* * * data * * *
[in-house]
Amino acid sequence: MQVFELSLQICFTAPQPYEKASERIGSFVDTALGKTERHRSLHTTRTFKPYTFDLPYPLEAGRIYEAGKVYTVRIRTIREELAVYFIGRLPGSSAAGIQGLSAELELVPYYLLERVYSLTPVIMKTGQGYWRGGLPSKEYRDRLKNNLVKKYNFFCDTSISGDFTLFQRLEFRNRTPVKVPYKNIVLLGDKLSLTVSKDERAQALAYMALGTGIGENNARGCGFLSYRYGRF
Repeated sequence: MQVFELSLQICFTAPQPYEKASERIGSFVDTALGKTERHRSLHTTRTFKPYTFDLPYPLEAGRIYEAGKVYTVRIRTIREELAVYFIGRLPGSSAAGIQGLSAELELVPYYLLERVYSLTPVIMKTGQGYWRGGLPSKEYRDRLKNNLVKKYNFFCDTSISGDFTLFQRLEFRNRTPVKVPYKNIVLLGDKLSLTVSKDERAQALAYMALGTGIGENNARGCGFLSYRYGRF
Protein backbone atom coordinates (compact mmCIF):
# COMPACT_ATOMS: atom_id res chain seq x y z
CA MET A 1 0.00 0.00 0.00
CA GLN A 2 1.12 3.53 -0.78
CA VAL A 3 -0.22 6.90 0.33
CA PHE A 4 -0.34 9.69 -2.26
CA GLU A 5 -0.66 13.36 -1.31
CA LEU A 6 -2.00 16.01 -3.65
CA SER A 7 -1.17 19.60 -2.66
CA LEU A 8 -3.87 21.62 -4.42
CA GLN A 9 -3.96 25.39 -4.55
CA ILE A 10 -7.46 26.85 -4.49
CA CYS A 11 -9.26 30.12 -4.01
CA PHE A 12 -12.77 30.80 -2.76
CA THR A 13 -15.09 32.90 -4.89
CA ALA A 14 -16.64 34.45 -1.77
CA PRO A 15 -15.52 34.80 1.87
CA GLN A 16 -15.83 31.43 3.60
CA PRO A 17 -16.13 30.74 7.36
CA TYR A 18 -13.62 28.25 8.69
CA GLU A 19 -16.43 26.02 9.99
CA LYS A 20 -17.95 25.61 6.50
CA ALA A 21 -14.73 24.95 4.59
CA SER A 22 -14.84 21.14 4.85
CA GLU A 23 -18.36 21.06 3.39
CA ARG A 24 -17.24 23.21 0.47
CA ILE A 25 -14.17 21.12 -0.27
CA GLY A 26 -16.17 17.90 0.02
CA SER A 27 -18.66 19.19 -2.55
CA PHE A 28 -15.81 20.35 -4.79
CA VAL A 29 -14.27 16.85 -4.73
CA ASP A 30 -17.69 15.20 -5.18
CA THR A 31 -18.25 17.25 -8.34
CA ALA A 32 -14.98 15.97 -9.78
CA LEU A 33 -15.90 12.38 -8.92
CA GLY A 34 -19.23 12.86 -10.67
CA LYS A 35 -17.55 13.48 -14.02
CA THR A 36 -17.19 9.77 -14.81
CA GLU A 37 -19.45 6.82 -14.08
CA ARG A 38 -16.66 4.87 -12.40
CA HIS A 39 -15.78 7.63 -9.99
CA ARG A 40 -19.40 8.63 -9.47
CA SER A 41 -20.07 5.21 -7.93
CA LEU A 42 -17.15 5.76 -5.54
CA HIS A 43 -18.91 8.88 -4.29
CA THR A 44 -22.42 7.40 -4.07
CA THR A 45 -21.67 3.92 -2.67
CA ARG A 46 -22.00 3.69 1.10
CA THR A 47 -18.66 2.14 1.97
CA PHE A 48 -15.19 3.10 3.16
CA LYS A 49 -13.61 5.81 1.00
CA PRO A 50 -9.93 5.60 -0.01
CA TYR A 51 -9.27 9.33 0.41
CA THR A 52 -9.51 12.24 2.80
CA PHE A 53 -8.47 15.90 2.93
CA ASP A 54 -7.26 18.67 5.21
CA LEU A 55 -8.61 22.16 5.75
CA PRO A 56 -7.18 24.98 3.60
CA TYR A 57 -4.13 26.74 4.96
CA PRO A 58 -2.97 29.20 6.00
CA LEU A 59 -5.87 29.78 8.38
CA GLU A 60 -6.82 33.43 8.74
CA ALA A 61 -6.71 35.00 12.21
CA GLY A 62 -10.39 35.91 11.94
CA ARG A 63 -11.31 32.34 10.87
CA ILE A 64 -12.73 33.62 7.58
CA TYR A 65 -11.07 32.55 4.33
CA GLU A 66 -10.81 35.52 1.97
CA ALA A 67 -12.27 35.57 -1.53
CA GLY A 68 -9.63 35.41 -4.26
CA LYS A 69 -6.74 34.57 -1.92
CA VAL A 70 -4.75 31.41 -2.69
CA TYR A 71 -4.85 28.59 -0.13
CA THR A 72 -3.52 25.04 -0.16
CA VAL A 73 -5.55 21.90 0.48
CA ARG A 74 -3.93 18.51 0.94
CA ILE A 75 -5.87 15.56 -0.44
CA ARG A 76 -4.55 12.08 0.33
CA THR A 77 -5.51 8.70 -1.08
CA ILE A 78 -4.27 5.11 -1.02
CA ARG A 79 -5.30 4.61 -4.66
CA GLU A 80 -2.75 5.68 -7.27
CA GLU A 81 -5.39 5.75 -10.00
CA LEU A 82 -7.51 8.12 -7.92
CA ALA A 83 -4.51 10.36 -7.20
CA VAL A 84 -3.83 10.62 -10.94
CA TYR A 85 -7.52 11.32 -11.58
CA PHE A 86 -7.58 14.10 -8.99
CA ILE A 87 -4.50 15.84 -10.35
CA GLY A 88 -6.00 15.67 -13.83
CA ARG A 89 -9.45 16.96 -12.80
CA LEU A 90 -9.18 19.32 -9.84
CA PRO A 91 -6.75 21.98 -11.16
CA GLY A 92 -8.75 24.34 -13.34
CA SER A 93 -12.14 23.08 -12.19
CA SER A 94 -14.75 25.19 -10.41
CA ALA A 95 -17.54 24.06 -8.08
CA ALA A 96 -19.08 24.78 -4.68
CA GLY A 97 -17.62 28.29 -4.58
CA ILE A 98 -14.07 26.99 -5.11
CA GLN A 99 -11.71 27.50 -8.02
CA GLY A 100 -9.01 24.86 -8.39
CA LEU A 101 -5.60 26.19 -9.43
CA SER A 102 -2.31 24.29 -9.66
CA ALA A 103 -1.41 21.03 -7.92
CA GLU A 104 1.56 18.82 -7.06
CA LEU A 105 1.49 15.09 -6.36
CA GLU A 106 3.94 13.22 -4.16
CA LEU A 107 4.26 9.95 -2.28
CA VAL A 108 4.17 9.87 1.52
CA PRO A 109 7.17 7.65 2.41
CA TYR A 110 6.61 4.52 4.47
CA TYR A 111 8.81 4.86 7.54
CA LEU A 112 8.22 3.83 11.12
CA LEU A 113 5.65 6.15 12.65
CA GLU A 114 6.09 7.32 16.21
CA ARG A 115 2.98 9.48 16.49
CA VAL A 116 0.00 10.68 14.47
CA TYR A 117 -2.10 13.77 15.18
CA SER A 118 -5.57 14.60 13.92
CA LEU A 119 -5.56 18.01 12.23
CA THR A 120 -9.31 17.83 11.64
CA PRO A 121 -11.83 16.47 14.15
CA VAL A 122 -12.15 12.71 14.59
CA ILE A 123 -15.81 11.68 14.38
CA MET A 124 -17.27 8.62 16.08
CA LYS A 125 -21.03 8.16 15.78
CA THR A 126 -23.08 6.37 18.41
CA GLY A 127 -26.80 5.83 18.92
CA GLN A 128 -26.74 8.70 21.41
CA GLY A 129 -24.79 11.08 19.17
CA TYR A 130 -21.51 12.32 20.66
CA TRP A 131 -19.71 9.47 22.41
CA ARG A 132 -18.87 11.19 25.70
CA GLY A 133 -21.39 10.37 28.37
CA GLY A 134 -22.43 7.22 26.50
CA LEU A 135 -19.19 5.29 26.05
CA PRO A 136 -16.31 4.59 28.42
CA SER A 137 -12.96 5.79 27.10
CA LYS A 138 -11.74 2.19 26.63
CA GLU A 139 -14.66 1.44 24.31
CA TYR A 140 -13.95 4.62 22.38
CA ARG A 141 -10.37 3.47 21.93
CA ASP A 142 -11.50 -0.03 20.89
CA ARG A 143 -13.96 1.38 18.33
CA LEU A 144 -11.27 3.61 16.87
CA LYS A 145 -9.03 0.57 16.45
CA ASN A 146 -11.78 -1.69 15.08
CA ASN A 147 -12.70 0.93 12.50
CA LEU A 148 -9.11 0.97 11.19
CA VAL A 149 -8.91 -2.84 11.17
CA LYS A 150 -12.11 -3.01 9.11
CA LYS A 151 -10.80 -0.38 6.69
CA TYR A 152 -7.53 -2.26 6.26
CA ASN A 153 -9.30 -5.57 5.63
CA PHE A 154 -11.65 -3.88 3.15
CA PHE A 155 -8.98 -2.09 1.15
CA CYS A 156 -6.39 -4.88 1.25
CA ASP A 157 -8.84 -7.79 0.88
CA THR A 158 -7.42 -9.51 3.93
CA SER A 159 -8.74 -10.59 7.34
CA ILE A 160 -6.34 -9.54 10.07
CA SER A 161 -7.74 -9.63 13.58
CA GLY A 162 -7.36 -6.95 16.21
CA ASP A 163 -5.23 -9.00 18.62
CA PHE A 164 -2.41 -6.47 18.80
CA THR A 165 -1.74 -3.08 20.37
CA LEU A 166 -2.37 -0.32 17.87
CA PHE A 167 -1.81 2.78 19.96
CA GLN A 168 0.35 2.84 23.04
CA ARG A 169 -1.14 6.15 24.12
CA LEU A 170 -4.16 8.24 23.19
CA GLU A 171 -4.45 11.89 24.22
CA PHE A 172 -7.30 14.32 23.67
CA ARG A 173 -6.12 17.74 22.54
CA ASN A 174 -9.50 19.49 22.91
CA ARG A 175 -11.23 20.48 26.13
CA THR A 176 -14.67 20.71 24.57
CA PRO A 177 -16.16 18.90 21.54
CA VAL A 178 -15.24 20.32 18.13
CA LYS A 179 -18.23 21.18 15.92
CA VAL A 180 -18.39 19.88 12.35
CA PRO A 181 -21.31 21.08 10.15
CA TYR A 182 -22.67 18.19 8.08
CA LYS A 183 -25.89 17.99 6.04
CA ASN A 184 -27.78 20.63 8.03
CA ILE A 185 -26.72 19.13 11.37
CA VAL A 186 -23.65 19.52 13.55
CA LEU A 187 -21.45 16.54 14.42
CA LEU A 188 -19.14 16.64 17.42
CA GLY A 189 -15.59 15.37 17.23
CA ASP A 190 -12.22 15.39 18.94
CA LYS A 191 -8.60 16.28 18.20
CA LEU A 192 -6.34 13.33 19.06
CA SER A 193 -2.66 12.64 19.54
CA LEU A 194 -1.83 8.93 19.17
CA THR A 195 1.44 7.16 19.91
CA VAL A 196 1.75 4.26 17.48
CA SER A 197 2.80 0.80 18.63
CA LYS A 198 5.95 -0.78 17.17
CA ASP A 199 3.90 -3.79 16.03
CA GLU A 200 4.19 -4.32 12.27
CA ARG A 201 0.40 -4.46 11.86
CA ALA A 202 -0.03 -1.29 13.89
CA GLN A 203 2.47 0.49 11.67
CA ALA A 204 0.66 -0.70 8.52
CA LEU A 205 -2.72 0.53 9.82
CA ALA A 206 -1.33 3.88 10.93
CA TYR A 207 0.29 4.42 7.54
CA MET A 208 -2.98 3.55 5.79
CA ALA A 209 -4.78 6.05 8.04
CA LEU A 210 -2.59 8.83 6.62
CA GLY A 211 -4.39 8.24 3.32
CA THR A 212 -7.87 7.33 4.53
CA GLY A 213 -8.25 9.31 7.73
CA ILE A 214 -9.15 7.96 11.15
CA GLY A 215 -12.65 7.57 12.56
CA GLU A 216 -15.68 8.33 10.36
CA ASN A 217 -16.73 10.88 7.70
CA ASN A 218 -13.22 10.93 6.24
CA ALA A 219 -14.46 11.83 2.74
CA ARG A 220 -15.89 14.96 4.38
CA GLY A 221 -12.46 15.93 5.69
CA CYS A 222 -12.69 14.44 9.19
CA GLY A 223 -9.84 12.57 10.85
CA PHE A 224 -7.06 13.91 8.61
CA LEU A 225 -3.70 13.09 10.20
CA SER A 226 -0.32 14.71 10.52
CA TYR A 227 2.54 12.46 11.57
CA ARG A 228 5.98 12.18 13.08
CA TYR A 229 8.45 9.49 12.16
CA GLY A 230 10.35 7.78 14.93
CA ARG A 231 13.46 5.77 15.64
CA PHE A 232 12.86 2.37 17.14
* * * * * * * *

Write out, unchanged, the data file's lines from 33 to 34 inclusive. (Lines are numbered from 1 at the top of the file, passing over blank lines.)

CA PHE A 28 -15.81 20.35 -4.79
CA VAL A 29 -14.27 16.85 -4.73